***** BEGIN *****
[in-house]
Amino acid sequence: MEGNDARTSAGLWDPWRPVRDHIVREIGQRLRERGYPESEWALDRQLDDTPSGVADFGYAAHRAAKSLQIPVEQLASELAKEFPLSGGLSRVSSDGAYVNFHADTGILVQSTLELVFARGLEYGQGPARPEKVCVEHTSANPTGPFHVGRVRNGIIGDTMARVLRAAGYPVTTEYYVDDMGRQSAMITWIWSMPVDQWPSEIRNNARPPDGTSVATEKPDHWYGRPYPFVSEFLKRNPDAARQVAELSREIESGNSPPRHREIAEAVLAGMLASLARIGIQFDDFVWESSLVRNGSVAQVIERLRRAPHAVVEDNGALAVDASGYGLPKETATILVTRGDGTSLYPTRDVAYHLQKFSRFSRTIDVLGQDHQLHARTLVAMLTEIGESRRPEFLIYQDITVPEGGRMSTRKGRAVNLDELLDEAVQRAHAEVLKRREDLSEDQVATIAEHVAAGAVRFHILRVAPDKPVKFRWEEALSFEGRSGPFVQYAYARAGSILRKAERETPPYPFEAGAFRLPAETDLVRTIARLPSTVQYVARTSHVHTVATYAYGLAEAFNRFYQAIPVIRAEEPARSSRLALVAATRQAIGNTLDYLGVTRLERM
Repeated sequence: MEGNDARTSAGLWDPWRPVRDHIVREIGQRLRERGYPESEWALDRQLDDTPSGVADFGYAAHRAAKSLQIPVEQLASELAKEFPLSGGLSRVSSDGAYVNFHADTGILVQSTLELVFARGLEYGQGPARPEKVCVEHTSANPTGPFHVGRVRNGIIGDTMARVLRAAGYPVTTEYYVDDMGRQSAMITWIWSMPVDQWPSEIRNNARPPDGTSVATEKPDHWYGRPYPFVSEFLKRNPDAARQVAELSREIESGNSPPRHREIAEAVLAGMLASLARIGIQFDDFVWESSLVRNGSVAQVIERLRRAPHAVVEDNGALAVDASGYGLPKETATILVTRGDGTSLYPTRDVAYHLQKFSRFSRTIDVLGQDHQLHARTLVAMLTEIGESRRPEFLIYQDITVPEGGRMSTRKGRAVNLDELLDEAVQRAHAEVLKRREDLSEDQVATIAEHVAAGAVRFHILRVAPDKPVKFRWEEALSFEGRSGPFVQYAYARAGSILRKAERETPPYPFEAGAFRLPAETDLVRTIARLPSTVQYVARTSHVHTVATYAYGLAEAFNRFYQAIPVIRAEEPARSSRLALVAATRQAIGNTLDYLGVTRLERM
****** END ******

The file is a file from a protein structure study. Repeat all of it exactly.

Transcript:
[in-house]
Amino acid sequence: MEGNDARTSAGLWDPWRPVRDHIVREIGQRLRERGYPESEWALDRQLDDTPSGVADFGYAAHRAAKSLQIPVEQLASELAKEFPLSGGLSRVSSDGAYVNFHADTGILVQSTLELVFARGLEYGQGPARPEKVCVEHTSANPTGPFHVGRVRNGIIGDTMARVLRAAGYPVTTEYYVDDMGRQSAMITWIWSMPVDQWPSEIRNNARPPDGTSVATEKPDHWYGRPYPFVSEFLKRNPDAARQVAELSREIESGNSPPRHREIAEAVLAGMLASLARIGIQFDDFVWESSLVRNGSVAQVIERLRRAPHAVVEDNGALAVDASGYGLPKETATILVTRGDGTSLYPTRDVAYHLQKFSRFSRTIDVLGQDHQLHARTLVAMLTEIGESRRPEFLIYQDITVPEGGRMSTRKGRAVNLDELLDEAVQRAHAEVLKRREDLSEDQVATIAEHVAAGAVRFHILRVAPDKPVKFRWEEALSFEGRSGPFVQYAYARAGSILRKAERETPPYPFEAGAFRLPAETDLVRTIARLPSTVQYVARTSHVHTVATYAYGLAEAFNRFYQAIPVIRAEEPARSSRLALVAATRQAIGNTLDYLGVTRLERM
Repeated sequence: MEGNDARTSAGLWDPWRPVRDHIVREIGQRLRERGYPESEWALDRQLDDTPSGVADFGYAAHRAAKSLQIPVEQLASELAKEFPLSGGLSRVSSDGAYVNFHADTGILVQSTLELVFARGLEYGQGPARPEKVCVEHTSANPTGPFHVGRVRNGIIGDTMARVLRAAGYPVTTEYYVDDMGRQSAMITWIWSMPVDQWPSEIRNNARPPDGTSVATEKPDHWYGRPYPFVSEFLKRNPDAARQVAELSREIESGNSPPRHREIAEAVLAGMLASLARIGIQFDDFVWESSLVRNGSVAQVIERLRRAPHAVVEDNGALAVDASGYGLPKETATILVTRGDGTSLYPTRDVAYHLQKFSRFSRTIDVLGQDHQLHARTLVAMLTEIGESRRPEFLIYQDITVPEGGRMSTRKGRAVNLDELLDEAVQRAHAEVLKRREDLSEDQVATIAEHVAAGAVRFHILRVAPDKPVKFRWEEALSFEGRSGPFVQYAYARAGSILRKAERETPPYPFEAGAFRLPAETDLVRTIARLPSTVQYVARTSHVHTVATYAYGLAEAFNRFYQAIPVIRAEEPARSSRLALVAATRQAIGNTLDYLGVTRLERM